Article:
National Park Tai
The road quickly deteriorates, just as I was told it would. I’m down to first gear for massive potholes, and most are full of water. At times the road is wide enough for two vehicles, though often it’s a single lane track. I’m driving through thick jungle, and in many, many places it has been smashed down and replaced by enormous palm tree plantations, at times stretching far to the horizon in all directions.
I begin to encounter massive mud pits on the road, severely chopped up by the dangerously overloaded transport trucks moving the palm, cocoa and rubber. They are no problem for the Jeep, especially with the front and rear lockers engaged, though the problem starts when I come across trucks stuck in the pits, completely blocking the road. When I say stuck, I really mean stuck. One crew has been in the mud for a week, and are attempting to unload their truck by hand to make it light enough to get out under it’s own power. There is a route to the side I’m tempted to try, though I sink up to my knees walking it, and the mud is severely sticky and strong, so I don’t love my chances.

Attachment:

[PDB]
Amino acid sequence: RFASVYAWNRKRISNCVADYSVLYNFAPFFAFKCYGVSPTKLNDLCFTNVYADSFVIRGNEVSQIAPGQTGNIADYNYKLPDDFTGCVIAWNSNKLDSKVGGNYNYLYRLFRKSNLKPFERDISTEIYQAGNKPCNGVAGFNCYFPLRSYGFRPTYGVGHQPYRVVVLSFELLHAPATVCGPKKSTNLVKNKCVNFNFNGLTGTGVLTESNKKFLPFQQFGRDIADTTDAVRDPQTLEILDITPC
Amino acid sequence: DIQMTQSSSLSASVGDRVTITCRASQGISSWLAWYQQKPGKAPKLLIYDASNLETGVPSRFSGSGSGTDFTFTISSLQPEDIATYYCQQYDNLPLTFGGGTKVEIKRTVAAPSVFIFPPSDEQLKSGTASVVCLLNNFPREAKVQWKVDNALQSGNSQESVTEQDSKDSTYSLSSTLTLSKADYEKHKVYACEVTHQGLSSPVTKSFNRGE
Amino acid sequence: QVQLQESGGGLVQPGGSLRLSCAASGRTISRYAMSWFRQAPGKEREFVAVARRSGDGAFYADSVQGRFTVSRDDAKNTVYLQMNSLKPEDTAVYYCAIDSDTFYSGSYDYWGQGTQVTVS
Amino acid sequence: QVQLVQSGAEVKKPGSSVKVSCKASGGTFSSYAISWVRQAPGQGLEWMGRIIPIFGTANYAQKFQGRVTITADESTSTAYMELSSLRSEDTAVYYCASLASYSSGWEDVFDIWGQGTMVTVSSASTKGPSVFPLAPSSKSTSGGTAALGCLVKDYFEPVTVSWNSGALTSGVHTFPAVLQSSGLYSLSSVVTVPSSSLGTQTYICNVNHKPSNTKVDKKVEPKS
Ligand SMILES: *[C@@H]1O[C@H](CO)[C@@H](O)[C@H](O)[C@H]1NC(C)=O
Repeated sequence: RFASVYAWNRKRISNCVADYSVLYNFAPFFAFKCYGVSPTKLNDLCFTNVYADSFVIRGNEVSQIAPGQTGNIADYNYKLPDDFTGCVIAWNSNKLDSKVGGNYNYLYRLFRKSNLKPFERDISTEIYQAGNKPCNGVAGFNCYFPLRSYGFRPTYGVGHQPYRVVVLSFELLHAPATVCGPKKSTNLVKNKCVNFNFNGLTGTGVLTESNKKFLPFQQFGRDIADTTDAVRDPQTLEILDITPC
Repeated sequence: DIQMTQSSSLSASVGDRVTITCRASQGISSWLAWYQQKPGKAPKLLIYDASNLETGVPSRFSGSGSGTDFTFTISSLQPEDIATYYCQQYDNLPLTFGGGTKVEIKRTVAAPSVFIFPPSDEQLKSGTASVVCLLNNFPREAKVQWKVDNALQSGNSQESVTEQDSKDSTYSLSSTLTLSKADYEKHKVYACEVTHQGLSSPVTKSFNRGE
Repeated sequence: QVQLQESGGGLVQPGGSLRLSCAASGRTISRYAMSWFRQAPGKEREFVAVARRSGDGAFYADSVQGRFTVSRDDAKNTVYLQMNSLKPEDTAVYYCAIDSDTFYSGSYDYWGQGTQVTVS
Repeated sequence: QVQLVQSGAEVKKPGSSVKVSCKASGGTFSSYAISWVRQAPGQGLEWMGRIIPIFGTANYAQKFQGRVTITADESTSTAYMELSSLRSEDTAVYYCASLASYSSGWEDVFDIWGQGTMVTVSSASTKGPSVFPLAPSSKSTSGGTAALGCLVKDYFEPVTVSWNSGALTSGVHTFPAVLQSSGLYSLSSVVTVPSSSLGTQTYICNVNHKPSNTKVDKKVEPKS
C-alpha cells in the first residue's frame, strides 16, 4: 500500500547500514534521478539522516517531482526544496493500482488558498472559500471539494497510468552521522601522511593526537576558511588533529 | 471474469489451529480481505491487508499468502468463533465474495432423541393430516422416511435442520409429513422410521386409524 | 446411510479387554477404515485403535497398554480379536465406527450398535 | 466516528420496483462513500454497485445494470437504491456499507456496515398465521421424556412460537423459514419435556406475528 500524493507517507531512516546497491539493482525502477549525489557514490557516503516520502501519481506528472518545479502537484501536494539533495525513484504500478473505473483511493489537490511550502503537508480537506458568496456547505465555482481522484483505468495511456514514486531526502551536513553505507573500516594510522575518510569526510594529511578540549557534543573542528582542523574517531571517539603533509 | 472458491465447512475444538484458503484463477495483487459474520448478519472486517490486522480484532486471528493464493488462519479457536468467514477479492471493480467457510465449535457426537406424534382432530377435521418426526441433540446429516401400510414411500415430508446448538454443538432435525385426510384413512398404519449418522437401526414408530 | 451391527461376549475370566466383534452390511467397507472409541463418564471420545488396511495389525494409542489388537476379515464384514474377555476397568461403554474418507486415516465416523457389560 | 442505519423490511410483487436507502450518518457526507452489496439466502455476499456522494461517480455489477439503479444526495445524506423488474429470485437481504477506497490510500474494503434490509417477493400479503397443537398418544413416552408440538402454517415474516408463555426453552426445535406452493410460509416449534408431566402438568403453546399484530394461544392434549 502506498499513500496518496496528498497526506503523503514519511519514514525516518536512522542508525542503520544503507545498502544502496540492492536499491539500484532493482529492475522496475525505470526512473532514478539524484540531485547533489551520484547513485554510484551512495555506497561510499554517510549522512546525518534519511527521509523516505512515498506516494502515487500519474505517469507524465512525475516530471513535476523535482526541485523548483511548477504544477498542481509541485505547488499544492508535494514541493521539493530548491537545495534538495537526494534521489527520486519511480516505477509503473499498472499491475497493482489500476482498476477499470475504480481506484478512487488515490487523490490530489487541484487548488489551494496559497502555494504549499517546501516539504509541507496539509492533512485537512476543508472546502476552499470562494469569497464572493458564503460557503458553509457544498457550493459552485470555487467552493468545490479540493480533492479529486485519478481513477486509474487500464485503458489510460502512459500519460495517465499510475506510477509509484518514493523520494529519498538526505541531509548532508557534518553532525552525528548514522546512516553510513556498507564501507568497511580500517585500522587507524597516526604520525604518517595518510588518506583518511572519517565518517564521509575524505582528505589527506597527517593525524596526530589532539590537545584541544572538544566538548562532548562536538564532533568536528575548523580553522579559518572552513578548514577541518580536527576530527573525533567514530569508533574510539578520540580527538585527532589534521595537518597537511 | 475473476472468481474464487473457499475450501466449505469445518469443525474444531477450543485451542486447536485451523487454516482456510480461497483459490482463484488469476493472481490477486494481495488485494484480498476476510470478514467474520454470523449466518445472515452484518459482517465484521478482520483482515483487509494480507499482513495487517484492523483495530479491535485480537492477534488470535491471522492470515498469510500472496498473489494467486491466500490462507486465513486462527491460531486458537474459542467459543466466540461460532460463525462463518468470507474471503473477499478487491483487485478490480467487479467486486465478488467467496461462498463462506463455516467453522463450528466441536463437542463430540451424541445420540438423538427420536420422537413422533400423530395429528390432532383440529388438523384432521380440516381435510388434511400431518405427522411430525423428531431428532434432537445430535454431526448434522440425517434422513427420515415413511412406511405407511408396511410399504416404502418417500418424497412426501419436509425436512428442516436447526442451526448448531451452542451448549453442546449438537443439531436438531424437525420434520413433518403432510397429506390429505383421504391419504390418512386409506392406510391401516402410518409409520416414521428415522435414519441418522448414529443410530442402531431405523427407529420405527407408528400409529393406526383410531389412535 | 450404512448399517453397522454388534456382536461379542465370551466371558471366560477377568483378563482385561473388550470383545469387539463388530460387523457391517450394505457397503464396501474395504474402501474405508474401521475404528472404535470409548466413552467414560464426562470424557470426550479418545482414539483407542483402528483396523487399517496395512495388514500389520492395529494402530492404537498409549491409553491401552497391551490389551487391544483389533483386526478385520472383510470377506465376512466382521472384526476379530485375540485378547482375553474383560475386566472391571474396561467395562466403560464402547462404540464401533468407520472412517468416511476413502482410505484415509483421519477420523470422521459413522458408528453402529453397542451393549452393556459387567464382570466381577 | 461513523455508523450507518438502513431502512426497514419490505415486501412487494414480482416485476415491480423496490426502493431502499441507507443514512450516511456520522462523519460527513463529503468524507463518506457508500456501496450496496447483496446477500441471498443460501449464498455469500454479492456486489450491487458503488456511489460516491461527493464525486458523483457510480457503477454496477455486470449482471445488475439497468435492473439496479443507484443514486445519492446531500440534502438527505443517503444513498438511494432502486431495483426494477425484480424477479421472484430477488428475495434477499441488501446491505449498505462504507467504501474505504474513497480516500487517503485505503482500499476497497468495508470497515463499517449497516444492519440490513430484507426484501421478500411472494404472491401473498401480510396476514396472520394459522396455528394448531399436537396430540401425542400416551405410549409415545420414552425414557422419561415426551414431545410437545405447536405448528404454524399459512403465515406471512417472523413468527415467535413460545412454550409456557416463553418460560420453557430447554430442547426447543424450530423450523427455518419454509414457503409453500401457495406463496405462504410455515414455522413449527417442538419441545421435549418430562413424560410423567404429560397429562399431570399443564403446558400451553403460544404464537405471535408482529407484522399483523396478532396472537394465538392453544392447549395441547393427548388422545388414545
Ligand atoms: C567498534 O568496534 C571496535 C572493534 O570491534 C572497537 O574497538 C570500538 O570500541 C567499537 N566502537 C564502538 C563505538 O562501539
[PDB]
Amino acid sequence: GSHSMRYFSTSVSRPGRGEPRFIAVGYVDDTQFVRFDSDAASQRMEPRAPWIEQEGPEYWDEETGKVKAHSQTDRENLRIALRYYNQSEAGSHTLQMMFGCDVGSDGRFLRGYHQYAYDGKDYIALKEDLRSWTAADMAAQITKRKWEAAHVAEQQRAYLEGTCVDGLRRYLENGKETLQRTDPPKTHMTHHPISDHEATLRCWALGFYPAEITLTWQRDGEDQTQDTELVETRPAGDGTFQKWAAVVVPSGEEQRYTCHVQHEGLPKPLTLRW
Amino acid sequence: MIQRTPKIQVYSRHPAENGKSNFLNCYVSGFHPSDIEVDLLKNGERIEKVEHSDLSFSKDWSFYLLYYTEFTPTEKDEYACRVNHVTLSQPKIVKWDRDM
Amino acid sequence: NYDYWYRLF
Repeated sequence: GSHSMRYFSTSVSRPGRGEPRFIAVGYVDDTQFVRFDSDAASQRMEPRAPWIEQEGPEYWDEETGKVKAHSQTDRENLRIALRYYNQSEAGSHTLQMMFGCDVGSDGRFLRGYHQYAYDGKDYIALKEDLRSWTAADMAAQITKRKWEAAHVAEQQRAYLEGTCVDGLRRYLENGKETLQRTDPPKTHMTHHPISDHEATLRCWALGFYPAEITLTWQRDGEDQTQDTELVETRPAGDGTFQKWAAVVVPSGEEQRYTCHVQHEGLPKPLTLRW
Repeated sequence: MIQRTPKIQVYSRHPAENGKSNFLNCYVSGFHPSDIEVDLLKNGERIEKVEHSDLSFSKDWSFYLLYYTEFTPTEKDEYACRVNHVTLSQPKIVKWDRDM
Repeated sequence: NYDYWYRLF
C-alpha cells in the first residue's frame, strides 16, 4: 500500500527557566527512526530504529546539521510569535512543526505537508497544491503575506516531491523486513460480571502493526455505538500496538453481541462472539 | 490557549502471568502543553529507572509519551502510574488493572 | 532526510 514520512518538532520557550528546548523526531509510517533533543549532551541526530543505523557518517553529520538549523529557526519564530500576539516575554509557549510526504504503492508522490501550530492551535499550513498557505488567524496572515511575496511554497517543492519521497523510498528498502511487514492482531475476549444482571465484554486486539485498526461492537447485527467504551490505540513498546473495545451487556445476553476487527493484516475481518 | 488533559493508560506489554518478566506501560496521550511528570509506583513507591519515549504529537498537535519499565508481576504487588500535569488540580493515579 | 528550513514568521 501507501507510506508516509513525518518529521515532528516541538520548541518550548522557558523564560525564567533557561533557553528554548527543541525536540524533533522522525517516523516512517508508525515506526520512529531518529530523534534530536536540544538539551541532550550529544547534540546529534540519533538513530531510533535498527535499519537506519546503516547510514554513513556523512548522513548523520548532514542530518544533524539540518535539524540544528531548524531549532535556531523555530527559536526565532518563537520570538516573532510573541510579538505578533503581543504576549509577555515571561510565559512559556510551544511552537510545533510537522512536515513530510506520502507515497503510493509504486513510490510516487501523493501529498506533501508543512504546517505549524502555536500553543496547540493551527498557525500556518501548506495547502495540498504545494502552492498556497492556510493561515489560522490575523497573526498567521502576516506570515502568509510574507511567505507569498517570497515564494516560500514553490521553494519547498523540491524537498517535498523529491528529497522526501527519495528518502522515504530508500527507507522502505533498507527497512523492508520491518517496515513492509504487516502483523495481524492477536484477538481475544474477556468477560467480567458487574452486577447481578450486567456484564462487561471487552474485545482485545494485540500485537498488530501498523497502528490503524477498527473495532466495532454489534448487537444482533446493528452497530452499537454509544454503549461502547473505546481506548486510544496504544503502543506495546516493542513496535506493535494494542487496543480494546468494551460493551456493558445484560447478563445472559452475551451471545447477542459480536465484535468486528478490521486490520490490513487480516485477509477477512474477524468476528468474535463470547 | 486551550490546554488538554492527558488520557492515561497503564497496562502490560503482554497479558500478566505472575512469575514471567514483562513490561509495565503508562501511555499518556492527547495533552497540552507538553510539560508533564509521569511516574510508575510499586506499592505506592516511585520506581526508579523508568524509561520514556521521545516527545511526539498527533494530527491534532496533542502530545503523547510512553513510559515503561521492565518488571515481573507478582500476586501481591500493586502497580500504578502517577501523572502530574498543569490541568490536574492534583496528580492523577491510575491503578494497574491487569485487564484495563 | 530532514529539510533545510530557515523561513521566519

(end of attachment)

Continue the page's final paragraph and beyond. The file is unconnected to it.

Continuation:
As luck would have it a local guy tells me there is a road to bypass the mess, so he jumps in the Jeep and we set out on about 5 miles of track through the jungle. This tracks itself also has mud pits and a lot of standing water, though thankfully no struck trucks blocking the way forward. Returning back to the main road the man only asks for water, which I immediately give.